BULLHEAD CITY — Business owner Walter Keza said a city council member’s expressions of opposition in July over a political sign displayed outside his business caused him personal and financial trouble.
Keza, owner of The Upholstery Shop on Highway 95 in Bullhead City, filed a notice of claim against the city seeking $50,000 in damages as well as public apologies by Council Member Tami Ring — whom Keza said tried to coerce him to take down the signs — as well as other people he described in a letter to the council and the city attorney as “city executives” for Ring’s demonstration against Keza’s display.
Ring visited Keza’s business but also had someone shoot video of her complaining about Keza’s sign, a video Keza wants removed from wherever she posted it online, particularly Facebook and YouTube.
He also wants her to resign from office. Her term ends in November.
Keza says Ring’s actions have resulted in defamation of his character, “libel, slander and emotional distress.”
One of the signs uses an old photograph of then-city council candidate Waheed Zehri with loved ones. The women in the picture are wearing hijabs, headgear worn by some Muslim women that covers their head, chest and often their entire neck.
Above the photo — taken from Zehri’s Facebook page, Keza explained — was the phrase “Vote No on Waheed Zehri.”
“Shame on you, Walt Keza, shame on you! That’s a disgrace. And that’s hate,” Ring said while being videoed outside his store this past summer. “You cannot tell me that was not meant to show (Zehri) was a Muslim.”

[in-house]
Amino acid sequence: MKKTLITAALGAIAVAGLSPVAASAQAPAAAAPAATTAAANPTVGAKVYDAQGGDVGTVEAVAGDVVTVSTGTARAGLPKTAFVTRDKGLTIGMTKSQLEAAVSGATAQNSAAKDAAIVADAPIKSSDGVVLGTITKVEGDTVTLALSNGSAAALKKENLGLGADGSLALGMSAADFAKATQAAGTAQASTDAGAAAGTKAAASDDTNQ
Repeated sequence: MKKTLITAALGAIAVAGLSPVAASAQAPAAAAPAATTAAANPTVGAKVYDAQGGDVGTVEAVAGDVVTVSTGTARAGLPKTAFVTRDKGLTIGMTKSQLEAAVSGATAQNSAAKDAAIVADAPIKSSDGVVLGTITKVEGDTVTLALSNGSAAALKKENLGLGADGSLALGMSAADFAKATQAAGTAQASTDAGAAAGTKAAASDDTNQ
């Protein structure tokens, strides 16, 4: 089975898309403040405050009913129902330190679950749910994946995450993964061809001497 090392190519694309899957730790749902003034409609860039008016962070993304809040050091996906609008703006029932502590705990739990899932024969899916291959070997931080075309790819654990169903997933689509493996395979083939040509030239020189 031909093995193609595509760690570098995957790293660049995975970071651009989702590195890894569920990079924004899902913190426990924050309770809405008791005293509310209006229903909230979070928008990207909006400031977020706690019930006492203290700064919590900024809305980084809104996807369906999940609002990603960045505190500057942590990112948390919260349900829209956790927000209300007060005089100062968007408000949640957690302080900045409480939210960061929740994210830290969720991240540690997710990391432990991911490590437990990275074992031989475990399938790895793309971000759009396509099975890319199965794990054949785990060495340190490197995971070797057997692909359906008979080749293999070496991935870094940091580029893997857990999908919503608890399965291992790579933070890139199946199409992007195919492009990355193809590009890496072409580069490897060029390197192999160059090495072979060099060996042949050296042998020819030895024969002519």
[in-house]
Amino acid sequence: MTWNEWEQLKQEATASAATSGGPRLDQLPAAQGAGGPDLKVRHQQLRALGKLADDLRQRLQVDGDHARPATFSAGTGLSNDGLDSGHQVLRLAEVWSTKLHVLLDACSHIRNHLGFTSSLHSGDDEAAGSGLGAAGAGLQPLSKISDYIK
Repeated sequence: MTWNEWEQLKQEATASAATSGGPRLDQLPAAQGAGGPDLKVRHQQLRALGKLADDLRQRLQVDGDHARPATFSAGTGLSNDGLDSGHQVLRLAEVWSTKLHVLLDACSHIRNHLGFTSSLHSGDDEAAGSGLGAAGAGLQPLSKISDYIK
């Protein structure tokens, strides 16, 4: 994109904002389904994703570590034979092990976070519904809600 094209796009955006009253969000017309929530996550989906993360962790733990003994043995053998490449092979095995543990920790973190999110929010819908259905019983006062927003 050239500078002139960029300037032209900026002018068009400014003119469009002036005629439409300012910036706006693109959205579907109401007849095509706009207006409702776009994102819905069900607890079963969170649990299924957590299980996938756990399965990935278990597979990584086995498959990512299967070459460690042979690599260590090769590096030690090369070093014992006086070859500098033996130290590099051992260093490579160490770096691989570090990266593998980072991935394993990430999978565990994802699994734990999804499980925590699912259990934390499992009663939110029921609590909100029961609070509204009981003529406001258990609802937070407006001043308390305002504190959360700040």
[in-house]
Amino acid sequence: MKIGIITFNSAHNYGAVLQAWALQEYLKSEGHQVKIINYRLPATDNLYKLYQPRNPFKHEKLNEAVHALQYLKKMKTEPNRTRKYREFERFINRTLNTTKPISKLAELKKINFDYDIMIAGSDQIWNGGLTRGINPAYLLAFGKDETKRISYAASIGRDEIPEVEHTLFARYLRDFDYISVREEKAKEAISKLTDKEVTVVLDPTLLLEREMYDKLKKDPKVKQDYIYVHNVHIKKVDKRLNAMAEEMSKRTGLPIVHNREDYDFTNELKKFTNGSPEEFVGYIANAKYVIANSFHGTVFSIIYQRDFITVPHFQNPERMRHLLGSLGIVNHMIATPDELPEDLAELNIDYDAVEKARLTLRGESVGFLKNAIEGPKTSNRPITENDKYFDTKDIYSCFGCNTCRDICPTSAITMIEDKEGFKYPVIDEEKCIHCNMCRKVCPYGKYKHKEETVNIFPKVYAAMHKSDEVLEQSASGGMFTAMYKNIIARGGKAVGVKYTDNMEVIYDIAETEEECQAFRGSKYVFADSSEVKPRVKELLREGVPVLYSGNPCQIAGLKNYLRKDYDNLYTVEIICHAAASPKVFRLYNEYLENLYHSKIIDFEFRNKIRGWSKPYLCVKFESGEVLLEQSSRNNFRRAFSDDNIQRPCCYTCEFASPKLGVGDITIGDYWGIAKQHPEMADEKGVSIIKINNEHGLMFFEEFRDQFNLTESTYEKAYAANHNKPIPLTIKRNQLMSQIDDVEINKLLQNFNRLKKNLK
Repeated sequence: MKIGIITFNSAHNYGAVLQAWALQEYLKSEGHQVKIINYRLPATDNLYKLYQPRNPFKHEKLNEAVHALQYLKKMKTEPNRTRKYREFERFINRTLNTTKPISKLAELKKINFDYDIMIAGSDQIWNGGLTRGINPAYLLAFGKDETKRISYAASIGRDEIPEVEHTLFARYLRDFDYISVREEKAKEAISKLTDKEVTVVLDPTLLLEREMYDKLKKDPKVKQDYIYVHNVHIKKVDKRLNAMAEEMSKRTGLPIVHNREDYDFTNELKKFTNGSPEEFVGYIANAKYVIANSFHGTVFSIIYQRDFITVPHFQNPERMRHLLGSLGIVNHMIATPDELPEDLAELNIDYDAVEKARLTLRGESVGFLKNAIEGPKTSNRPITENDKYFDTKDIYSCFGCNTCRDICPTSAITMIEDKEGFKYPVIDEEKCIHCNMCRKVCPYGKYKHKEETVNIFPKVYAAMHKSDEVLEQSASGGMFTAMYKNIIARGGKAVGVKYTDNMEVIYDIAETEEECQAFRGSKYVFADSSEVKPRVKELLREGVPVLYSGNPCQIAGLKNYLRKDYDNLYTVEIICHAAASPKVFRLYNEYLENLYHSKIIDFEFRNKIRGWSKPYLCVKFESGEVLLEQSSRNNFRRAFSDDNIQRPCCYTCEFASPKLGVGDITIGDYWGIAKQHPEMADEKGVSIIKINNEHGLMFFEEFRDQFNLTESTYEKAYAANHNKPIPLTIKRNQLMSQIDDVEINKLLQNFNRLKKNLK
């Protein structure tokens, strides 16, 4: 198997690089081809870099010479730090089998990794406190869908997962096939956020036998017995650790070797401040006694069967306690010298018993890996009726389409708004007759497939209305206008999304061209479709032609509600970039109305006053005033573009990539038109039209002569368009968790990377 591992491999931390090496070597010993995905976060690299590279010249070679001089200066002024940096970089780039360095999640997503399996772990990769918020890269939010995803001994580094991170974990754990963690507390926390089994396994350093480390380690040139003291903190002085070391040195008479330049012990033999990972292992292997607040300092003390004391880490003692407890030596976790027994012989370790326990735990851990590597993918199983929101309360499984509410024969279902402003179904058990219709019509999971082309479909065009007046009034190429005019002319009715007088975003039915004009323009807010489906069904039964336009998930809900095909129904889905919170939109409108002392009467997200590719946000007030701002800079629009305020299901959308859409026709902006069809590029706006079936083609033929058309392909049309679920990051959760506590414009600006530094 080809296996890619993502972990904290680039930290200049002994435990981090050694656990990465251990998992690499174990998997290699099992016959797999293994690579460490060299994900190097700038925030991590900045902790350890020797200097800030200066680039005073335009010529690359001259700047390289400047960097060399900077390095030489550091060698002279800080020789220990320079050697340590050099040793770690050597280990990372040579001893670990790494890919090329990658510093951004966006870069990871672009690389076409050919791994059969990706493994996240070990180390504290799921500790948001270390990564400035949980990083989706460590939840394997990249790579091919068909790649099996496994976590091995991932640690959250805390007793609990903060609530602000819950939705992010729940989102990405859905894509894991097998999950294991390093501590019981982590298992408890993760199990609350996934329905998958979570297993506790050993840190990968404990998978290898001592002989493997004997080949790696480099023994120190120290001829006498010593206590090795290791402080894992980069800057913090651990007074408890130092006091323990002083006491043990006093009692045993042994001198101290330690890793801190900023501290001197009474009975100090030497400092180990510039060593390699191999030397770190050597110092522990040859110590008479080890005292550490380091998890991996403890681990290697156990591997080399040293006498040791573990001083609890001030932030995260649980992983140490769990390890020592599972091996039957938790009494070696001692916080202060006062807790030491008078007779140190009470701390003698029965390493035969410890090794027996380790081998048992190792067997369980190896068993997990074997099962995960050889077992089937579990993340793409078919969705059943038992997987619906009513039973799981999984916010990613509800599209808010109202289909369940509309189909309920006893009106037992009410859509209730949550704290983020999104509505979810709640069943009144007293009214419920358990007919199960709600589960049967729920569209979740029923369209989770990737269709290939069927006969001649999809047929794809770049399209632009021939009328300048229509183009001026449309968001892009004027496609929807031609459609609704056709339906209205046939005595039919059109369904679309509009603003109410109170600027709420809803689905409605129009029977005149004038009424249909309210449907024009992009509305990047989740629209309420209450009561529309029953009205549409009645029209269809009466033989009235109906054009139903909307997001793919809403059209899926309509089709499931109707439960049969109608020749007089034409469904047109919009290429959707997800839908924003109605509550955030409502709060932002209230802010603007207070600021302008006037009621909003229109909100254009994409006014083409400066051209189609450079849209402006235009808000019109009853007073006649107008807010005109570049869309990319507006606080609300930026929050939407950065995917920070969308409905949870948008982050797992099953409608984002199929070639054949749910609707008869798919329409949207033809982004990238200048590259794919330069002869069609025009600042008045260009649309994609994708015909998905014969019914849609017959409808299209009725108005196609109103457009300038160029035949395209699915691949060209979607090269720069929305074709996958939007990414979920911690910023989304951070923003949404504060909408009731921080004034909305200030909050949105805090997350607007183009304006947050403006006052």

Keza denied that racism was his motivation and insisted his opposition to Zehri being on the city council was purely political. Zehri was elected to the council in August along with incumbents Kathy Bruck and Mark Clark as well as Norma Brummett.
Ring’s accusations have resulted in “death and bodily injury threats” being lodged against him as well as a decline in business as a result, Keza said.
Ring, he said, used her position on the council to get even for derailing her chance at another term. Specifically, Keza characterized Ring’s behavior as retaliation because of him succeeding in having her disqualified from inclusion on August primary election ballot because of deficiencies in her voter petition required for her to seek another term.
He also cited in a letter accompanying his notice of claim to the city that Ring’s actions could be violations of federal civil rights statutes, specifically U.S. Code Title 18, Sections 241 and 242.
The FBI has a section on its website explaining specific civil rights statutes that includes explanations about both sections.
Section 241, Conspiracy Against Rights, states that it’s unlawful to act with someone (in this instance the person shooting the video) to prevent Keza’s right to free expression. Section 242, Deprivation of Rights Under Color of Law, states that her being a city council member making such accusations meant to infringe on his right to free expression is considered unlawful if she somehow used her council position to carry out the act.
In a phone conversation with Ring on Wednesday, she was adamant about not using her council seat in her criticism of Keza.
“Absolutely not,” Ring replied when asked whether she was retaliating against Keza for his efforts to remove her from the ballot with her criticism of that specific political sign. “I have free speech just as much as he does.”
She also addressed Keza’s accusation that she was using her position with the city to attack him: “I did this as a person. I am a community member here. The city is not responsible.”
Ring said that she wasn’t acting as an advocate for Zehri either, but that Keza had no reason to bring Zehri’s family “into the public arena.”
City Attorney Garn Emery rejected Keza’s claim against the city in a letter dated Tuesday. Here is a portion of it:
“Although elections activities are public in nature, whatever a candidate for public office does personally during those activities does not constitute that person acting under ‘color of authority’ for which the city or its taxpayers would be liable. This same concept applies whether or not the candidate is also a member of the City Council at the time the elections are taking place.”
Keza said he is working with an attorney and is pursuing his legal options.